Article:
Attention Improves During Physical Exercise

My brother and I were born in the ’80s and more than half a decade later, my sister arrived. What we have most in common during our childhood was my mom who was always telling us to go play outside. There we would run, jump, climb trees, ride our bicycles and even play cricket in the street.

And this is exactly what I want for my children – not only to have all these childhood memories but also to be more active and to enjoy being less indoors.

Luckily my husband is also very fond of cycling and running. I guess this is where my son picked up his love for running and trust me when I say that Liam takes every opportunity he gets to race against friends. He can, at times, be very competitive.

But let us investigate what happens physiologically in our brains when we are busy with physical activities such as exercise.

Being engaged in physical activity; whether it is dancing, running or cycling, increases blood flow, and therefore the amount of oxygen that goes to the brain also increases. This then boosts neural connectivity and stimulates nerve cell growth in the hippocampus. The hippocampus is a brain structure that is embedded in the medial temporal lope of each cerebral cortex. It is also the centre of learning and verbal memory. The hippocampus also regulates motivation and emotion.

This means that exercise in fact then physically changes this structure of the brain. I think the major benefits from a bigger hippocampus would be improved attention and memory, increased brain activity, increased cognitive function, enhanced mood and being able to cope with stress.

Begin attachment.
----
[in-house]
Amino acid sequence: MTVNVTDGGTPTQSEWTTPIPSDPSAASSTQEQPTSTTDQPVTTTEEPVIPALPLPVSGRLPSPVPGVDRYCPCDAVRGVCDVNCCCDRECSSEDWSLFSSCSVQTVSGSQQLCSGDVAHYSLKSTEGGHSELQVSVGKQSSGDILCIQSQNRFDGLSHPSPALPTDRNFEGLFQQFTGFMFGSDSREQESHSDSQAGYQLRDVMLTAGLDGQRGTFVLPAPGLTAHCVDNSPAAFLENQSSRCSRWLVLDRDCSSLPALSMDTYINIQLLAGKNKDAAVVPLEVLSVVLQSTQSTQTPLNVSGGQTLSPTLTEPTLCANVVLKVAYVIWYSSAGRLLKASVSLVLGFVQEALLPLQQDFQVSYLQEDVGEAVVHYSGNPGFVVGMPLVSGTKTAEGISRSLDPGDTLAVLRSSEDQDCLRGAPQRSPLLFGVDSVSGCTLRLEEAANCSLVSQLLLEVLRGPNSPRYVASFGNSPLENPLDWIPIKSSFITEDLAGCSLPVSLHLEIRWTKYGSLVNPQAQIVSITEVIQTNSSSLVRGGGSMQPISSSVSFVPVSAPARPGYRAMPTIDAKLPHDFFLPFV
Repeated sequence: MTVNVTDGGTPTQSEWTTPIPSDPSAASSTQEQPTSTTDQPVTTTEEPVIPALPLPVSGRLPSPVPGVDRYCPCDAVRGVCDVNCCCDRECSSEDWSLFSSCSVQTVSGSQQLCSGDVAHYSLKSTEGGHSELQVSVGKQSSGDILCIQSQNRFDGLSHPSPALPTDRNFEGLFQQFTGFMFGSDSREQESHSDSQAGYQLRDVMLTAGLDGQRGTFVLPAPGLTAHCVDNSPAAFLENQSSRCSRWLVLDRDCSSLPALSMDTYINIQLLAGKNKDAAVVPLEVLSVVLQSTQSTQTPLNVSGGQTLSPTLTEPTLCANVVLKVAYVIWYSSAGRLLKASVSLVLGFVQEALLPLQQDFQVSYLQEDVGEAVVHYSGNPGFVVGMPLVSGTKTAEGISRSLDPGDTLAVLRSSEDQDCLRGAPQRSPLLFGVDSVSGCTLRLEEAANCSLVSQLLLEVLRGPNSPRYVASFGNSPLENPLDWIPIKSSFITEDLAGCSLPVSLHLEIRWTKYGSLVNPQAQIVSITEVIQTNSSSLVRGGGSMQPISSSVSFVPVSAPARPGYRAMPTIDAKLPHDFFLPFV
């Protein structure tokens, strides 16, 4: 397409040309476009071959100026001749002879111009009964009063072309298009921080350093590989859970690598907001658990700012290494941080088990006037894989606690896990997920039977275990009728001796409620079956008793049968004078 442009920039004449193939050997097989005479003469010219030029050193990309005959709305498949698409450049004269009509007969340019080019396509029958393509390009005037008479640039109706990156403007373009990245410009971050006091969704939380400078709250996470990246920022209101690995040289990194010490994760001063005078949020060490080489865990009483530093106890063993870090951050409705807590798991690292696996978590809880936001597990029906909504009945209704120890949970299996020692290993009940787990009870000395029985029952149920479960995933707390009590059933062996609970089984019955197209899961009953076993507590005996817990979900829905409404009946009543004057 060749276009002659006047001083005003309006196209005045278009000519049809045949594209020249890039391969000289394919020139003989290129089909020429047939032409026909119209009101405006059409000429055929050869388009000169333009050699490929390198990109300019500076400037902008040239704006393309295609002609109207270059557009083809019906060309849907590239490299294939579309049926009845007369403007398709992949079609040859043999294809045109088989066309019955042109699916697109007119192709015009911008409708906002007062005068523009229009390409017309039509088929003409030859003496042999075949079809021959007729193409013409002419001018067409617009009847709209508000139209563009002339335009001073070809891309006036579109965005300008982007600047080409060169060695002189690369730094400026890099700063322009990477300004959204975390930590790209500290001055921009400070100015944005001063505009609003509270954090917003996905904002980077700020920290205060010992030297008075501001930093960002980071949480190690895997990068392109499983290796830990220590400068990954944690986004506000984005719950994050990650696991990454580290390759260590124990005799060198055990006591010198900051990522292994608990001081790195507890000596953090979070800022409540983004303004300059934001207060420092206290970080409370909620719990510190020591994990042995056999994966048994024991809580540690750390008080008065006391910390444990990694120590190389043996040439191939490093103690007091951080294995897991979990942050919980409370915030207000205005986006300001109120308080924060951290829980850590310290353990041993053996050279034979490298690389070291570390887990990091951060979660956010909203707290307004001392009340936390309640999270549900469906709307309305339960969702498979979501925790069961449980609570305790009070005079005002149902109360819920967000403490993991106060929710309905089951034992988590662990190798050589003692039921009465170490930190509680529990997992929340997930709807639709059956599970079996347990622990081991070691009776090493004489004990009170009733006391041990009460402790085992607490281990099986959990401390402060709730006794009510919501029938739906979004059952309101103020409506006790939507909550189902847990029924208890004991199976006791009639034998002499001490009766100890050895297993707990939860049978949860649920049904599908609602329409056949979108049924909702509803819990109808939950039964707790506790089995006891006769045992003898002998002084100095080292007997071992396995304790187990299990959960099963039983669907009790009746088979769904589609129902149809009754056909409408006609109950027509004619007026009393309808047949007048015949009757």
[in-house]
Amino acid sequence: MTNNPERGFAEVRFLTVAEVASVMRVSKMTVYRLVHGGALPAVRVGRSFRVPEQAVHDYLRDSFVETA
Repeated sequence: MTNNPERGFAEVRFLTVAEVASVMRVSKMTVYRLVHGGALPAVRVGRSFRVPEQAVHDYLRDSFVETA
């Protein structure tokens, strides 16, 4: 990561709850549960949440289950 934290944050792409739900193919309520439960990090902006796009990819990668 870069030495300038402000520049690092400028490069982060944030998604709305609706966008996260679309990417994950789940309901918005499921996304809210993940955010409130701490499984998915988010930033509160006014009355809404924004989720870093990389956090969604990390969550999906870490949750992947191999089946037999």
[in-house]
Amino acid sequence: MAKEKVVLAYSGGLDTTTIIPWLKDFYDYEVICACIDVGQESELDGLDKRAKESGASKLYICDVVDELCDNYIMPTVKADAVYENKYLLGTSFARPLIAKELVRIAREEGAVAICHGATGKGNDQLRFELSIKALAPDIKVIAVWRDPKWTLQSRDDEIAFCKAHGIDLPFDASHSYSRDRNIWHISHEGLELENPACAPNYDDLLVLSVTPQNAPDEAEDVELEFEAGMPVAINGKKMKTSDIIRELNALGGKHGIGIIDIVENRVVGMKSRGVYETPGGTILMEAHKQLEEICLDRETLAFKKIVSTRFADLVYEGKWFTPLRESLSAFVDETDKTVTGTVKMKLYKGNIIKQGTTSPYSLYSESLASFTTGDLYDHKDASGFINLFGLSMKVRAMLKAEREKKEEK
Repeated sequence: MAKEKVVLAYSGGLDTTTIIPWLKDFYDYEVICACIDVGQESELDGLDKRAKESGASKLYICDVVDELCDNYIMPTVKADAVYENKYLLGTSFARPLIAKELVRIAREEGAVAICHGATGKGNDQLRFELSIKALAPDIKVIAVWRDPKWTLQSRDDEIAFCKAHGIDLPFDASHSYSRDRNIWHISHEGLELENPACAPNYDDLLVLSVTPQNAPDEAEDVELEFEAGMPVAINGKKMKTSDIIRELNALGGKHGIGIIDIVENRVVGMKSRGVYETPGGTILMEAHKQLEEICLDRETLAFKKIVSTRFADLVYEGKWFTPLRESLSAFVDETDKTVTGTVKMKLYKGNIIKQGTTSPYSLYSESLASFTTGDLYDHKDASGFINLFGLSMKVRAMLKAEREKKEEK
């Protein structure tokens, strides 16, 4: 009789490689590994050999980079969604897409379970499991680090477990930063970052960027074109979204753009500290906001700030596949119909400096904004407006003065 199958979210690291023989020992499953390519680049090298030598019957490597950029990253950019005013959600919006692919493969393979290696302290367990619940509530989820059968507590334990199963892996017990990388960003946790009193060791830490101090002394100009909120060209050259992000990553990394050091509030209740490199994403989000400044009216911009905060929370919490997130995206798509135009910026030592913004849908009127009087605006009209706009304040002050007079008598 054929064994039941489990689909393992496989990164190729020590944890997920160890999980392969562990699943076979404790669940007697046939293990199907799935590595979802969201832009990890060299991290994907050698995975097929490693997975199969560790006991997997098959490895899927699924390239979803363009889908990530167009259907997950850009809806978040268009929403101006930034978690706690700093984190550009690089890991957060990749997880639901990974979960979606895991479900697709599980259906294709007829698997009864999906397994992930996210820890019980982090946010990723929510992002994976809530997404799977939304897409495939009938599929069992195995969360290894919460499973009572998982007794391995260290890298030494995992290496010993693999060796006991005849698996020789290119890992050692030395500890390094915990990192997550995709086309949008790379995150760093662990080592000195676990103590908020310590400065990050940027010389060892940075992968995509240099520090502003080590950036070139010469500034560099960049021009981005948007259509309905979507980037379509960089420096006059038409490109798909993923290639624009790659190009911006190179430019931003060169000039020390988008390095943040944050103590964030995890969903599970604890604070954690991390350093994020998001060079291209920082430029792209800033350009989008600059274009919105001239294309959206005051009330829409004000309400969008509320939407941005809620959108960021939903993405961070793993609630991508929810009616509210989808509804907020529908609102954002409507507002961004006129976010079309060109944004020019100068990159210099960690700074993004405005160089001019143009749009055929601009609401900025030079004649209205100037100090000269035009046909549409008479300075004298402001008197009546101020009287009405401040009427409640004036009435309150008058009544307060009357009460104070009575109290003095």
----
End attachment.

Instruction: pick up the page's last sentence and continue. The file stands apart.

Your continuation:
What do further studies tell us about exercise and attention?

“Students who are physically active perform better on tests and have increased focus in the classroom.”

“Physical exercise creates an environment in which the brain is ready, able, and motivated to learn.”

“Physical activity improves cognitive performance and brain health. Vigorous- and moderate-intensity physical activity shows to have more benefit.”

“Evidence suggests that mathematics and reading are the two academic subjects that are the most influenced by physical activity.”

“Frequent physical activity breaks that are developmentally appropriate should be provided to improve time on task when learning.”

All of this is very interesting. We need however to dig a bit deeper and look at the chemical impact of exercise on the brain.

Have you ever heard of neurotransmitters? Neurotransmitters are chemicals that originate from within our brain system. They act as messenger molecules molecule in the brain that allows certain nerve cells to communicate with one another.  They are essential in our complex neural system.

Here is a list of the neurotransmitters that are released during exercises and what they do.

Serotonin Helps regulate mood, social behaviour, appetite and digestion, sleep, and memory.
Dopamine Responsible for movement, pleasure, attention, mood, and motivation.
Endorphins Reduces the perception of pain and triggers a positive feeling in the body.
Norepinephrine Important for attentiveness, emotions, sleeping, dreaming, and learning.

During exercise, the brain is releasing all these feel-good chemicals while also getting rid of chemicals that make you stressed and anxious, we also get rid of restless energy and we are able to better block out distractions.  This all in itself can aid in paying better attention. We will also in the long run eat and sleep better. I think it is also important to know that ADHD medication also increases the levels of dopamine and norepinephrine.

The best type of exercise to do to pay better attention seems to be any aerobic exercise such as cycling, running, swimming or walking briskly. The effects of this also seem to last several hours after being physically active.

With all of this information, I think it is time for me to go run after my two little ones. It might just be helpful!

Natasha Pieterse

Biolink Attention Training Krugersdorp